The South Korean government insisted yesterday that it will not turn over a former ambassador for questioning in the congressional influence-buying scandal despite a House of Representatives threat to cut off economic aid.

Government and political leaders left the door open for future negotiations with congressional committees, but at the same time asserted that any new moves toward a compromise should come from the American side.

They were reacting to a nonbinding resolution, passed overwhelmingly by the House Wednesday that threatened to cut off non-military aid to South Korea if it refuses to make the former ambassador, Kim Dong Jo, available for questioning in Washington.

House Ethics Committee counsel Leon Jaworski has said he wants to question Kim about reports he passed out packages of $100 bills to congressmen he hoped to influence in South Korea's favor.

The government maintained its position that it would violate Kim's dipplomatic immunity by requiring him to testifying in Washington, a position supported by the U.S. Department of State.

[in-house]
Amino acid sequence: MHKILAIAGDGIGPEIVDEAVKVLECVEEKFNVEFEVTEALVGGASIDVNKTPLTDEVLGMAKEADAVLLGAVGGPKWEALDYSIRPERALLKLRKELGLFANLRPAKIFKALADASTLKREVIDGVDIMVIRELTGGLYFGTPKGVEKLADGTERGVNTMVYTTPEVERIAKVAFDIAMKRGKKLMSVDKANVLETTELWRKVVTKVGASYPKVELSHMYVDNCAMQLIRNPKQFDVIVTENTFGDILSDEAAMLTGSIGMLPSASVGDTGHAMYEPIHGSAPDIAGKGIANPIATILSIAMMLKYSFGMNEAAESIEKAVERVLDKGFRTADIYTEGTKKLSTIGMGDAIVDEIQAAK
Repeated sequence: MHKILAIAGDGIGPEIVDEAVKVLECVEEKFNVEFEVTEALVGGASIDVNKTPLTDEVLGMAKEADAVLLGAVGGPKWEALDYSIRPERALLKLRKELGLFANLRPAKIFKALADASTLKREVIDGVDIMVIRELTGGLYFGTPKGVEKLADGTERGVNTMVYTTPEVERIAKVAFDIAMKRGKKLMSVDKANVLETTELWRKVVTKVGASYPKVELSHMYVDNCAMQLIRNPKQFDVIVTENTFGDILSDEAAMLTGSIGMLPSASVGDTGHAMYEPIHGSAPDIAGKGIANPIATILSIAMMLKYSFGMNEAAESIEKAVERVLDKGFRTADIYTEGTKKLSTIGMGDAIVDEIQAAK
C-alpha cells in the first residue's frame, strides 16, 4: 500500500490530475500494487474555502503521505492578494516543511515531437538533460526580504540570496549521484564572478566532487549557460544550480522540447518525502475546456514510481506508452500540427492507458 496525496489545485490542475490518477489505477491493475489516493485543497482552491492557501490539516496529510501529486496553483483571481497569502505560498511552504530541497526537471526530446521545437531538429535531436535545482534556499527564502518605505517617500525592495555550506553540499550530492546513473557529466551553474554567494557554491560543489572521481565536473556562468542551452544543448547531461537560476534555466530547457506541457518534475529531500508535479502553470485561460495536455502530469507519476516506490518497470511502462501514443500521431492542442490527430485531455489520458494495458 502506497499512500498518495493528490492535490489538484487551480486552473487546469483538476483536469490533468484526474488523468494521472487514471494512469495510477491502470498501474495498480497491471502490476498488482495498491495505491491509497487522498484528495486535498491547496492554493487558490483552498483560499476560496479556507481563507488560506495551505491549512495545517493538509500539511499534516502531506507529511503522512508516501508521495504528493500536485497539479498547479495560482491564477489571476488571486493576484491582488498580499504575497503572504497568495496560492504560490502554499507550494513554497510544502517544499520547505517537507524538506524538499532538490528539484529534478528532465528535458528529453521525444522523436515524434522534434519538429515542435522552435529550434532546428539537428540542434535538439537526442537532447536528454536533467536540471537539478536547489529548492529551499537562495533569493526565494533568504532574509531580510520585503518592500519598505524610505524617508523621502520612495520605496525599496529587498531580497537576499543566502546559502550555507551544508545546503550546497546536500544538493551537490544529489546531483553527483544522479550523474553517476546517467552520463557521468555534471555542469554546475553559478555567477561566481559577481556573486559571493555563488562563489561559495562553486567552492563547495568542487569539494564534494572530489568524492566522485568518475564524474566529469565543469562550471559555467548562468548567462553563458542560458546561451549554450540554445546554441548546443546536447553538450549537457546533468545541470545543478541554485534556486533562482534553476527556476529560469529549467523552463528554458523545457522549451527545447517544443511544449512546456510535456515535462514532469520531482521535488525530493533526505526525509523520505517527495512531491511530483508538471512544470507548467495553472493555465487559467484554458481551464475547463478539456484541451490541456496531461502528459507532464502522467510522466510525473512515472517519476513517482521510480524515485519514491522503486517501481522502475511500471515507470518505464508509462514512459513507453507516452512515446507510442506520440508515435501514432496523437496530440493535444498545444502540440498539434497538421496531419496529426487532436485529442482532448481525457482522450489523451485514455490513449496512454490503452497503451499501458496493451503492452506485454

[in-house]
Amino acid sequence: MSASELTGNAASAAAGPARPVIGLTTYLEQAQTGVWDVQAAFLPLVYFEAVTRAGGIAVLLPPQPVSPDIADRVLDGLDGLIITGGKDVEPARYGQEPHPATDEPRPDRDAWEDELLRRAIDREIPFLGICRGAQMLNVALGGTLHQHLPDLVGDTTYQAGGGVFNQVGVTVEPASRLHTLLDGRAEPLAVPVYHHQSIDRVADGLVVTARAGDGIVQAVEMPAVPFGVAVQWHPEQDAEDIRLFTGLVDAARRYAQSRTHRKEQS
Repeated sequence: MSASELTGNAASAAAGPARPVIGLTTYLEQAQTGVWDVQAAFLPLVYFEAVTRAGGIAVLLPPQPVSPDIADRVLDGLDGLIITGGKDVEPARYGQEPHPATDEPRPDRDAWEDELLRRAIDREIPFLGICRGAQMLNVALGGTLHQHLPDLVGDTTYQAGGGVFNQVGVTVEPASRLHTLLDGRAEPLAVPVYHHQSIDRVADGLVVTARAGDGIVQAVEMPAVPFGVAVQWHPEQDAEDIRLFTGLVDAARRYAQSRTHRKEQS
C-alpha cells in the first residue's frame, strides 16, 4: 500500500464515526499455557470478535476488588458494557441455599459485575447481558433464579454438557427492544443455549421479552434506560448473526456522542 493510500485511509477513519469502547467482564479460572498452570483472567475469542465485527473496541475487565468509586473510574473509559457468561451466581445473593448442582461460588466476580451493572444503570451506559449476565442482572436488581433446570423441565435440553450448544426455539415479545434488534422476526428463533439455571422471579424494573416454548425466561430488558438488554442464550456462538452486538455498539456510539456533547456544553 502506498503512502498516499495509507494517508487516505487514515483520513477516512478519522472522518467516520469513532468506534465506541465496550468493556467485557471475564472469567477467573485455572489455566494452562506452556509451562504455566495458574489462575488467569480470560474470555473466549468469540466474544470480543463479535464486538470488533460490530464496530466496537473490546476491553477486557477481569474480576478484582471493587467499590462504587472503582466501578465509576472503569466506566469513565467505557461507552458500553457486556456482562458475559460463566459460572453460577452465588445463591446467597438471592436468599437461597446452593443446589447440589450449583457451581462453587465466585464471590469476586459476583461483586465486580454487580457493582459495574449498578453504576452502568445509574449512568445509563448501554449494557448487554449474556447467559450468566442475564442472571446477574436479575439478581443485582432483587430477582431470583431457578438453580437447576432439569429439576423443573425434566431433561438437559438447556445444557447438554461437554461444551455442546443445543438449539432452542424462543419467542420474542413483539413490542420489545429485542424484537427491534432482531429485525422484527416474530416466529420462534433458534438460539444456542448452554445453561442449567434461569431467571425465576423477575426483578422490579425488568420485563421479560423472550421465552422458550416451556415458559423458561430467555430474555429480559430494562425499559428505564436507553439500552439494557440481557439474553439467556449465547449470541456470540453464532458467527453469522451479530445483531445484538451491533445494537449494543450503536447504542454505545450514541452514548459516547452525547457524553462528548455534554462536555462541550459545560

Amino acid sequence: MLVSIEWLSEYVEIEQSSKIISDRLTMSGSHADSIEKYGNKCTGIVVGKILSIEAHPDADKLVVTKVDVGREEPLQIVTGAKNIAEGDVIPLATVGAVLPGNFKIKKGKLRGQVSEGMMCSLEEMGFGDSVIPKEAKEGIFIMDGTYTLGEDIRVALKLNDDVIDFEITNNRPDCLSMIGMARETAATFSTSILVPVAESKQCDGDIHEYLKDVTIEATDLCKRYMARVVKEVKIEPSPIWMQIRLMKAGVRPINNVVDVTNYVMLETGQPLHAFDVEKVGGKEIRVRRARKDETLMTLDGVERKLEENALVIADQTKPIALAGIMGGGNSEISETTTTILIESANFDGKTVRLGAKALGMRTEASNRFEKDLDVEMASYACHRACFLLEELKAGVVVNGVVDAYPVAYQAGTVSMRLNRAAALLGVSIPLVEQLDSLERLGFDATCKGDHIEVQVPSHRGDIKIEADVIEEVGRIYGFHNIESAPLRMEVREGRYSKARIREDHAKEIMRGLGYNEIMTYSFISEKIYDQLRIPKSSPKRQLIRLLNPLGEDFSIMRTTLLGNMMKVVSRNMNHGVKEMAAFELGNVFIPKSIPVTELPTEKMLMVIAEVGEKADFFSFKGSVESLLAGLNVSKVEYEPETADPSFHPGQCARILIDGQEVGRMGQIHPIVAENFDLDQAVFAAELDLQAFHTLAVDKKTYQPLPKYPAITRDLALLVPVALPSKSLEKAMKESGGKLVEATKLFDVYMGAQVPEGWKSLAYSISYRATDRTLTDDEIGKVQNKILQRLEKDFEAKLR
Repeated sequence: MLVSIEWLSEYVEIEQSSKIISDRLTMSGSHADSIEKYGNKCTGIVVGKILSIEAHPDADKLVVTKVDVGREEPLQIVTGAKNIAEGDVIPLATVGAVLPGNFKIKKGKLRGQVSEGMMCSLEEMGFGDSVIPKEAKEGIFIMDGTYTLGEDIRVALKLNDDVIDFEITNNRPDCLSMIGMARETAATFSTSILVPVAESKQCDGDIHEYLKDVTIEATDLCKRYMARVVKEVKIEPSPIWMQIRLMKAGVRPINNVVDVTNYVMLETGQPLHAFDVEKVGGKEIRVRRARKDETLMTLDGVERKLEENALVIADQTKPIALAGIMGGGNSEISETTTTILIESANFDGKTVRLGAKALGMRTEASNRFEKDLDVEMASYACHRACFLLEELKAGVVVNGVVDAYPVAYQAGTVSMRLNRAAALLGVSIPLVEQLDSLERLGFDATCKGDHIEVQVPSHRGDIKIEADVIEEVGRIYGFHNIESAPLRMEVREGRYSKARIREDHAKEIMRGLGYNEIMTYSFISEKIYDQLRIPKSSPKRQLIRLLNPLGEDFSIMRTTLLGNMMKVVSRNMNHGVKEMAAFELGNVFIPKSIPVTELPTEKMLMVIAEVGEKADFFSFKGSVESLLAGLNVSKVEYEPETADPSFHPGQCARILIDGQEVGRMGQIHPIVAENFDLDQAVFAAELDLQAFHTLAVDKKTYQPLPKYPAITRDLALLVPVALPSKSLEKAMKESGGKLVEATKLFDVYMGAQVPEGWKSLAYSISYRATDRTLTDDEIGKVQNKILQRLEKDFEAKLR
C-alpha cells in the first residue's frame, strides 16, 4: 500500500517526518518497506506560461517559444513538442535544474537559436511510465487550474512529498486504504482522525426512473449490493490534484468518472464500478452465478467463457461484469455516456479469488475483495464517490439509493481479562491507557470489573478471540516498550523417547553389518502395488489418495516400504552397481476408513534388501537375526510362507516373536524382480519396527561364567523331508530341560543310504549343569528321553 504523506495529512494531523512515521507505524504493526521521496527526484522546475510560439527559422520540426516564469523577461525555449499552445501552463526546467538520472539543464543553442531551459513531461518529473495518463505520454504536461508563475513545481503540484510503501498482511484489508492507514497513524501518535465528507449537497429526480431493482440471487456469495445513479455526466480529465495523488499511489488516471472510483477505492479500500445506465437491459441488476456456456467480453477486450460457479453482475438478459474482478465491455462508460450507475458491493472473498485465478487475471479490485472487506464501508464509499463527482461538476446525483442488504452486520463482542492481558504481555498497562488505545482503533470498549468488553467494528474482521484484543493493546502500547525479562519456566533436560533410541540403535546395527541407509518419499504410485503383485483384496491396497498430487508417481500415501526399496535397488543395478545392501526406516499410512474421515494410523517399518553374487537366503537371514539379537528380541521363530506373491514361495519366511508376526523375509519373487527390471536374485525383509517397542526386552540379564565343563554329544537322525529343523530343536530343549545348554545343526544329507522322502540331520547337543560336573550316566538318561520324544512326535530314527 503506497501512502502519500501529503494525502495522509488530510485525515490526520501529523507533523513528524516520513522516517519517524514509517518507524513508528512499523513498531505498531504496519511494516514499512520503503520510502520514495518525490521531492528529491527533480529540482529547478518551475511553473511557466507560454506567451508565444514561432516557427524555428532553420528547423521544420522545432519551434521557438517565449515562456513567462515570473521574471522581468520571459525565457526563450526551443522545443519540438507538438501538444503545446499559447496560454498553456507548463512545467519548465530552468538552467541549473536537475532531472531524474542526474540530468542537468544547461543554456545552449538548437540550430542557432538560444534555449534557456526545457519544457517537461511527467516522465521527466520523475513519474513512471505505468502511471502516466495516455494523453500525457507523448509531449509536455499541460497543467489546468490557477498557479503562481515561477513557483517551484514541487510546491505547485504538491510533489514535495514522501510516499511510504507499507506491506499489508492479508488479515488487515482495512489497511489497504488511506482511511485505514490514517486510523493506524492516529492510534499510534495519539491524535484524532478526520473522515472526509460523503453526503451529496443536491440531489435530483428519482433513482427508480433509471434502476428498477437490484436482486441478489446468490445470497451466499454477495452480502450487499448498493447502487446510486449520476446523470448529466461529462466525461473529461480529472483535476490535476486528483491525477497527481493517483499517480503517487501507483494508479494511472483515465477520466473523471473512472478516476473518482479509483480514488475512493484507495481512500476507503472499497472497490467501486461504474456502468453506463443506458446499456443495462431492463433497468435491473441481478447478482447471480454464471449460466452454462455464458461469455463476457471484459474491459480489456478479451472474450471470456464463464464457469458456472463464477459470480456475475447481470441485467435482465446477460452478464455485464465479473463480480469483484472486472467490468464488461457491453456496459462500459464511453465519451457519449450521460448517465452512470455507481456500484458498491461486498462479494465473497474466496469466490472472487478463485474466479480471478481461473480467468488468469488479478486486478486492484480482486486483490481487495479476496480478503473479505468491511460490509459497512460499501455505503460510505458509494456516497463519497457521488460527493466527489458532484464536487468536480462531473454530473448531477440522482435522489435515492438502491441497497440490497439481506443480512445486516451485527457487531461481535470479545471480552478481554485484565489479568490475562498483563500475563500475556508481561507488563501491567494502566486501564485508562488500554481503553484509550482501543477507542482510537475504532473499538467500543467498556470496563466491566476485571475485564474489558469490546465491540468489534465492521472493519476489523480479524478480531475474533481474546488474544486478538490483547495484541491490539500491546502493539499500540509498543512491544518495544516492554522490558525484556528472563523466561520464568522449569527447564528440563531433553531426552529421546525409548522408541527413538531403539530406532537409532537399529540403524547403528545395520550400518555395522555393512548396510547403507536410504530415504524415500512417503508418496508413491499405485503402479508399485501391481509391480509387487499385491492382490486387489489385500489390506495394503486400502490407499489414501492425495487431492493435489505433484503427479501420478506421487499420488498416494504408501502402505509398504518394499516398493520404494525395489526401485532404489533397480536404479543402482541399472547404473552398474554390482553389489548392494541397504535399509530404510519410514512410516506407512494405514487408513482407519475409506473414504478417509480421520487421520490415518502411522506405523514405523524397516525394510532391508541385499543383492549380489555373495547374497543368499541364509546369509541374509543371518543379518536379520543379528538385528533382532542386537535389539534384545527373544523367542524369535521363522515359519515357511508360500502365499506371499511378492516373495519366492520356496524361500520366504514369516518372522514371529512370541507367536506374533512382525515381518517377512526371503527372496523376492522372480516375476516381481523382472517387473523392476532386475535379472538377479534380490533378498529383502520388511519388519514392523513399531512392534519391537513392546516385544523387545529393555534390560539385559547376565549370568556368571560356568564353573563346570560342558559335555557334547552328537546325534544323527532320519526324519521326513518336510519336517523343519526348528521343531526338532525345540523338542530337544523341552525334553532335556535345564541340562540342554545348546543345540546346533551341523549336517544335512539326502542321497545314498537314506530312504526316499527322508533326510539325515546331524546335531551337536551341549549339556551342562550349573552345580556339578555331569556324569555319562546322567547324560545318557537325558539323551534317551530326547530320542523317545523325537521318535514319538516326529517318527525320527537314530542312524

South Korean Foreign minister Park Tong Jin told reporters there would be "no change" in his government's posture. So far that has involved only a promise that the former ambassador would answer questions in a trans-Pacific telephone call to House Speaker Thomas P. O'Neill, and in a subsequent letter. Jaworski has labeled this unacceptable.

In the past, rumors have circulated here that the government might make Kim available for questioning at the U.S. Embassy, but it is not known whether that idea has been formally presented as an alternative.